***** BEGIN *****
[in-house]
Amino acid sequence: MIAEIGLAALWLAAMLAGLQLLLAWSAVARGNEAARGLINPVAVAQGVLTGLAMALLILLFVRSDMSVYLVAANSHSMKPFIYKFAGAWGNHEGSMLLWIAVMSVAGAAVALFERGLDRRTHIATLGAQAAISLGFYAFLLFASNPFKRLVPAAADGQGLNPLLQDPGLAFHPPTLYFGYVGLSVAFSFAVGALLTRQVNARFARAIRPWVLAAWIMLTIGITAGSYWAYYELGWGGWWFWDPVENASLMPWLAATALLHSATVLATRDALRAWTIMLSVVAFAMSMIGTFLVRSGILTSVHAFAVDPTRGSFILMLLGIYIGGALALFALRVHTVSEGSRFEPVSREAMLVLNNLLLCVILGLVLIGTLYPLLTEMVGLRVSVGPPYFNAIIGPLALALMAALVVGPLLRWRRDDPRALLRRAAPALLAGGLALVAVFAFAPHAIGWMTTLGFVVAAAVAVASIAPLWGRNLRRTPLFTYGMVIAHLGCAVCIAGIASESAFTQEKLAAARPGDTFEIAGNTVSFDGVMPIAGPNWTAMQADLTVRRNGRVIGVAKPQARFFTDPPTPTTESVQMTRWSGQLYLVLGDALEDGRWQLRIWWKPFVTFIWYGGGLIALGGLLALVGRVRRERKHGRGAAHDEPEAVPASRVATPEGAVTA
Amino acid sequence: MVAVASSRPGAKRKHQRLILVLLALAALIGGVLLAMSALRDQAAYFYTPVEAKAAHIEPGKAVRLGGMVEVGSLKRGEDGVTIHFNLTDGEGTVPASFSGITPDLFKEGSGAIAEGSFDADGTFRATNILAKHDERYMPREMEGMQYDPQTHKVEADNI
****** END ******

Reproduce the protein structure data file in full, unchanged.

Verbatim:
[in-house]
Amino acid sequence: MIAEIGLAALWLAAMLAGLQLLLAWSAVARGNEAARGLINPVAVAQGVLTGLAMALLILLFVRSDMSVYLVAANSHSMKPFIYKFAGAWGNHEGSMLLWIAVMSVAGAAVALFERGLDRRTHIATLGAQAAISLGFYAFLLFASNPFKRLVPAAADGQGLNPLLQDPGLAFHPPTLYFGYVGLSVAFSFAVGALLTRQVNARFARAIRPWVLAAWIMLTIGITAGSYWAYYELGWGGWWFWDPVENASLMPWLAATALLHSATVLATRDALRAWTIMLSVVAFAMSMIGTFLVRSGILTSVHAFAVDPTRGSFILMLLGIYIGGALALFALRVHTVSEGSRFEPVSREAMLVLNNLLLCVILGLVLIGTLYPLLTEMVGLRVSVGPPYFNAIIGPLALALMAALVVGPLLRWRRDDPRALLRRAAPALLAGGLALVAVFAFAPHAIGWMTTLGFVVAAAVAVASIAPLWGRNLRRTPLFTYGMVIAHLGCAVCIAGIASESAFTQEKLAAARPGDTFEIAGNTVSFDGVMPIAGPNWTAMQADLTVRRNGRVIGVAKPQARFFTDPPTPTTESVQMTRWSGQLYLVLGDALEDGRWQLRIWWKPFVTFIWYGGGLIALGGLLALVGRVRRERKHGRGAAHDEPEAVPASRVATPEGAVTA
Amino acid sequence: MVAVASSRPGAKRKHQRLILVLLALAALIGGVLLAMSALRDQAAYFYTPVEAKAAHIEPGKAVRLGGMVEVGSLKRGEDGVTIHFNLTDGEGTVPASFSGITPDLFKEGSGAIAEGSFDADGTFRATNILAKHDERYMPREMEGMQYDPQTHKVEADNI